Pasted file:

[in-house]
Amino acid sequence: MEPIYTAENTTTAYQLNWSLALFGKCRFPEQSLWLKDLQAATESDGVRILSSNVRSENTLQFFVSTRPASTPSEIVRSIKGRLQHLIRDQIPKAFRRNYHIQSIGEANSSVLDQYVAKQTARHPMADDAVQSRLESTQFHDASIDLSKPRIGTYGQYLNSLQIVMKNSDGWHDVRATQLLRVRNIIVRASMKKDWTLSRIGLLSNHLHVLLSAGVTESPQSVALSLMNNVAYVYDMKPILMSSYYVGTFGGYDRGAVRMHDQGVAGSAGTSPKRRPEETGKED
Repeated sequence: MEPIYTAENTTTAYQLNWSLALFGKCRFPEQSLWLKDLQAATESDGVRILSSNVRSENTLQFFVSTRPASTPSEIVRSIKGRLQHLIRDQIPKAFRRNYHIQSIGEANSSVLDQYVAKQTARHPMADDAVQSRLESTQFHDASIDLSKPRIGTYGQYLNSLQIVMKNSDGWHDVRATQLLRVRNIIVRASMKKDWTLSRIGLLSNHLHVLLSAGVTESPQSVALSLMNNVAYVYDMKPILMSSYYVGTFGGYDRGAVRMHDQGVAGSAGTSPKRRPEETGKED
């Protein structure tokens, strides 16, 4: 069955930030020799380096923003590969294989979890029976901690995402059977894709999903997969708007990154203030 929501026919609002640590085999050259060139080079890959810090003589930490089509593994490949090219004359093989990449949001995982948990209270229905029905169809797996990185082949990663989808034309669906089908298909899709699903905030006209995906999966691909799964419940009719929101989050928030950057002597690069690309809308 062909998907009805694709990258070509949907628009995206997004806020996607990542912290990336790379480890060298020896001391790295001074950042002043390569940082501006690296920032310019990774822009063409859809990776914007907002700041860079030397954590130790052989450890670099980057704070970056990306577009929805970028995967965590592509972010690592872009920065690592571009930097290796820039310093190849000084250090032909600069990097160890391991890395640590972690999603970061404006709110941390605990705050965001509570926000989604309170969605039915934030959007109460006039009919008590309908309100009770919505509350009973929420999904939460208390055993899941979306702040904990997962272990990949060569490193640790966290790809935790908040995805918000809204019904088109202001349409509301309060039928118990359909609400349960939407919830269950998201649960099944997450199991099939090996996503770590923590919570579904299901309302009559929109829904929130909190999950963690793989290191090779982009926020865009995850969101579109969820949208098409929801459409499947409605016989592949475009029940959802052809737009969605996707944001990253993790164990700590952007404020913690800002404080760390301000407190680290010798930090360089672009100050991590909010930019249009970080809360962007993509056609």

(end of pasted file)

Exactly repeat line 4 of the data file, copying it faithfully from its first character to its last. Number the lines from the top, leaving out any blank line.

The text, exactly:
């Protein structure tokens, strides 16, 4: 069955930030020799380096923003590969294989979890029976901690995402059977894709999903997969708007990154203030 929501026919609002640590085999050259060139080079890959810090003589930490089509593994490949090219004359093989990449949001995982948990209270229905029905169809797996990185082949990663989808034309669906089908298909899709699903905030006209995906999966691909799964419940009719929101989050928030950057002597690069690309809308 062909998907009805694709990258070509949907628009995206997004806020996607990542912290990336790379480890060298020896001391790295001074950042002043390569940082501006690296920032310019990774822009063409859809990776914007907002700041860079030397954590130790052989450890670099980057704070970056990306577009929805970028995967965590592509972010690592872009920065690592571009930097290796820039310093190849000084250090032909600069990097160890391991890395640590972690999603970061404006709110941390605990705050965001509570926000989604309170969605039915934030959007109460006039009919008590309908309100009770919505509350009973929420999904939460208390055993899941979306702040904990997962272990990949060569490193640790966290790809935790908040995805918000809204019904088109202001349409509301309060039928118990359909609400349960939407919830269950998201649960099944997450199991099939090996996503770590923590919570579904299901309302009559929109829904929130909190999950963690793989290191090779982009926020865009995850969101579109969820949208098409929801459409499947409605016989592949475009029940959802052809737009969605996707944001990253993790164990700590952007404020913690800002404080760390301000407190680290010798930090360089672009100050991590909010930019249009970080809360962007993509056609």